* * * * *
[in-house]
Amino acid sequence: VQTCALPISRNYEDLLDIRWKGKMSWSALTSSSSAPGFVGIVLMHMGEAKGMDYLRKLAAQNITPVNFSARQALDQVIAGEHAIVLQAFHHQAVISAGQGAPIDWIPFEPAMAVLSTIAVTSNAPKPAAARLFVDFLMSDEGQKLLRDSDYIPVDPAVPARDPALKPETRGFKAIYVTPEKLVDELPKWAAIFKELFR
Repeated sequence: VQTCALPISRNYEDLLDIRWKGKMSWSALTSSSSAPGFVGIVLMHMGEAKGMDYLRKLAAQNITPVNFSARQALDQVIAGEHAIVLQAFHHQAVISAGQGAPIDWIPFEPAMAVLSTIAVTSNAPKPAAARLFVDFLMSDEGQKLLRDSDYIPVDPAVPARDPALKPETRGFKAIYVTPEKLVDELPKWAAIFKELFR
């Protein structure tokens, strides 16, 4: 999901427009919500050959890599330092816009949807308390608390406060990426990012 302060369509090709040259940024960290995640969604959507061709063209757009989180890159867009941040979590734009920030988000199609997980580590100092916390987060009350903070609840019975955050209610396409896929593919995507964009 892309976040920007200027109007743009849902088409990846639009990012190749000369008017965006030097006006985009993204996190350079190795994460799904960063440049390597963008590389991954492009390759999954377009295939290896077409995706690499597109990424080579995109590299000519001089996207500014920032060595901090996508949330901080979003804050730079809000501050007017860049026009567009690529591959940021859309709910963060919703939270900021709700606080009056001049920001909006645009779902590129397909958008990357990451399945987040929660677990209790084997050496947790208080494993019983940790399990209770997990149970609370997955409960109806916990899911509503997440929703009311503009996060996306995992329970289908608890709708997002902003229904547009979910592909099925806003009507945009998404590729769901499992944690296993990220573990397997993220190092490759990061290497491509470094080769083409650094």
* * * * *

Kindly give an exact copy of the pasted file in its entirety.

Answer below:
[in-house]
Amino acid sequence: VQTCALPISRNYEDLLDIRWKGKMSWSALTSSSSAPGFVGIVLMHMGEAKGMDYLRKLAAQNITPVNFSARQALDQVIAGEHAIVLQAFHHQAVISAGQGAPIDWIPFEPAMAVLSTIAVTSNAPKPAAARLFVDFLMSDEGQKLLRDSDYIPVDPAVPARDPALKPETRGFKAIYVTPEKLVDELPKWAAIFKELFR
Repeated sequence: VQTCALPISRNYEDLLDIRWKGKMSWSALTSSSSAPGFVGIVLMHMGEAKGMDYLRKLAAQNITPVNFSARQALDQVIAGEHAIVLQAFHHQAVISAGQGAPIDWIPFEPAMAVLSTIAVTSNAPKPAAARLFVDFLMSDEGQKLLRDSDYIPVDPAVPARDPALKPETRGFKAIYVTPEKLVDELPKWAAIFKELFR
């Protein structure tokens, strides 16, 4: 999901427009919500050959890599330092816009949807308390608390406060990426990012 302060369509090709040259940024960290995640969604959507061709063209757009989180890159867009941040979590734009920030988000199609997980580590100092916390987060009350903070609840019975955050209610396409896929593919995507964009 892309976040920007200027109007743009849902088409990846639009990012190749000369008017965006030097006006985009993204996190350079190795994460799904960063440049390597963008590389991954492009390759999954377009295939290896077409995706690499597109990424080579995109590299000519001089996207500014920032060595901090996508949330901080979003804050730079809000501050007017860049026009567009690529591959940021859309709910963060919703939270900021709700606080009056001049920001909006645009779902590129397909958008990357990451399945987040929660677990209790084997050496947790208080494993019983940790399990209770997990149970609370997955409960109806916990899911509503997440929703009311503009996060996306995992329970289908608890709708997002902003229904547009979910592909099925806003009507945009998404590729769901499992944690296993990220573990397997993220190092490759990061290497491509470094080769083409650094």